Halladay. Lee. Hamels. Oswalt.
There’s been a lot of ink spilled this week about the new Phillies rotation, featuring their “four aces”. After signing Roy Halladay last year and then trading for Roy Oswalt (who caught fire after the deal), people were already talking about how great Philadelphia’s rotation was. But, with the Cliff Lee signing the other day, the rhetoric exploded. Now you can’t go anywhere without reading about how great the quartet is.
The value of having four aces is almost too obvious to mention. By being able to pitch a viable top of the rotation starter every four out of five days, the Phillies will never let up on their opponents. “Great, you don’t have to face Roy Halladay. How nice. But now you have to deal with Cliff Lee. Nice consolation.”
But the biggest advantage comes at the back of the rotation. In a normal series, when the opponent is pitching his number four starter, than the team is also throwing his number four starter. So Kyle Lohse gets to match up with Manny Parra. When you have four aces, though, that Lohse/Parra match-up becomes Hamels/Parra without sacrificing an ace-on-ace matchup two days later. That’s a huge benefit for the Phils.
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Occasionally, team rotations don’t match up all that well and we find a true number one matching up with a number four (for example). If this were to happen to this year’s Phillies, the opponent would get no advantage since they’d be facing Cole Hamels and not Kyle Lohse or Manny Parra.
Thinking about these back-of-the-rotation advantages for the Phillies, I started wondering just how often these various scenarios crop up. Using the 2011 schedules from MLB.com, I did a little fooling around. Making some really simple assumptions – that teams will always start their five pitchers in order without skipping a start and that all teams will re-start their rotation following the All-Star break – I matched up all teams against each other to find out who the expected starter is for every game. As you might expect, the number ones match up with the number ones most often, the number twos with the number twos, and so on. In the cases where they don’t, it’s usually only one rotation spot away (eg, the numbers ones with the number twos or the number fives).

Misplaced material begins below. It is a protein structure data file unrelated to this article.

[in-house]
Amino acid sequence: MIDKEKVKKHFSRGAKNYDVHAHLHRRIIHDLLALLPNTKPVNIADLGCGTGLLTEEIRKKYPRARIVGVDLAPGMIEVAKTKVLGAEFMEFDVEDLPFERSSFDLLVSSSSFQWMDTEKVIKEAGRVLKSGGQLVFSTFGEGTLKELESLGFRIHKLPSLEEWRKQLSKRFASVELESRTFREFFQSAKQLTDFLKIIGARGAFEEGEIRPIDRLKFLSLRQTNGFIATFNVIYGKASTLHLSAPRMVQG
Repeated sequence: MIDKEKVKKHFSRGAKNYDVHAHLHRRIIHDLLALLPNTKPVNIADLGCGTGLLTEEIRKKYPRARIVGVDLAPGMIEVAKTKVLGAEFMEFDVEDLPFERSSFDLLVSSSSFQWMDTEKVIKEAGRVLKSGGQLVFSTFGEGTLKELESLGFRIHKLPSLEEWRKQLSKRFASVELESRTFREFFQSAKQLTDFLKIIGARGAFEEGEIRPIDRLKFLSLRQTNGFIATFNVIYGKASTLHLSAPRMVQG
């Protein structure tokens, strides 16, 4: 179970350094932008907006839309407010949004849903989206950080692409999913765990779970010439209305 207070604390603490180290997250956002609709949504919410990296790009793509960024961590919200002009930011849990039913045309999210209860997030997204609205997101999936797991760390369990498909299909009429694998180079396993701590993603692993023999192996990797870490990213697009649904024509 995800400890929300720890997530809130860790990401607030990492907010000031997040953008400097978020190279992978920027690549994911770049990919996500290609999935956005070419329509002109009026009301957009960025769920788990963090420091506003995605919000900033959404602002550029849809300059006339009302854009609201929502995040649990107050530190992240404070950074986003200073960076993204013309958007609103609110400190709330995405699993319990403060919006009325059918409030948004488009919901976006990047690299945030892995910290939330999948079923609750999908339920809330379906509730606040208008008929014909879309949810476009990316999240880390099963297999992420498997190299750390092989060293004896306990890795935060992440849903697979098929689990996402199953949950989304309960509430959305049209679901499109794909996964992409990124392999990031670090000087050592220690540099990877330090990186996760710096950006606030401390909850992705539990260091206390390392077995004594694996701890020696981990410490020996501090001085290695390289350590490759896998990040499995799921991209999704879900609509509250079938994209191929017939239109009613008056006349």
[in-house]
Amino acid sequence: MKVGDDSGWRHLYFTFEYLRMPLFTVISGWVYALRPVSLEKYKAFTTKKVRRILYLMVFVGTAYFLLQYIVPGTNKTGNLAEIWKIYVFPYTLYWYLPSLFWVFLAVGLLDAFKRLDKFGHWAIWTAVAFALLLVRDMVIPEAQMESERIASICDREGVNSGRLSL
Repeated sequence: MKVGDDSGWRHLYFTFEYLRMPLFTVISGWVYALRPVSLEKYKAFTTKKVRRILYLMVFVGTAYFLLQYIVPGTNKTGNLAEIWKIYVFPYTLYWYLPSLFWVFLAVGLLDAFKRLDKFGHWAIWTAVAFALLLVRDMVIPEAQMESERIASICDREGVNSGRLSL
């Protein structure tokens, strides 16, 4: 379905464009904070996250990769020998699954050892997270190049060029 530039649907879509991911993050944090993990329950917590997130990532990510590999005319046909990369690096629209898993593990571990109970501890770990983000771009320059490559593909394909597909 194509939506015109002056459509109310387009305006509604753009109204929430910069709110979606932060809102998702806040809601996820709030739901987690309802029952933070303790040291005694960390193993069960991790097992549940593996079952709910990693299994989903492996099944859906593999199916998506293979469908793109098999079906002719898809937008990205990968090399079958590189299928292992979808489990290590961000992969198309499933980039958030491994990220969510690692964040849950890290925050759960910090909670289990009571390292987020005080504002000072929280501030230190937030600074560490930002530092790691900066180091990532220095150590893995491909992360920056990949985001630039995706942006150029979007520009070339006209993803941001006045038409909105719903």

But it isn’t always that simple. The table below shows the average number of starts each team’s rotation spot faces off against their opponents’ rotation spots. For example, an average team’s number two starter (on the left) starts seven games against their opponent’s number three starter (on the top).
Average Starts between Rotation Spots, MLB-wide 2011
|Opponents’ Rotation Spot|
The Phillies chart is pretty similar to the average. It seems to be a little top-heavy, with the number one spot facing more of his opponents’ aces than other teams. The eighteen games where the number three and four Phillies pitchers face off against opponents’ one, two, and three starters should work well for the Phils.
Number of Starts between Rotation Spots, 2011 Phillies
|Opponents’ Rotation Spot|
There are plenty of other ways to play with these schedules, and I might just do that over the next couple of days. In the meantime, though, it’s nice to see one likely way these “four aces” will be utilized. It’s almost impossible to be down on this group.
So, what do you see in these charts?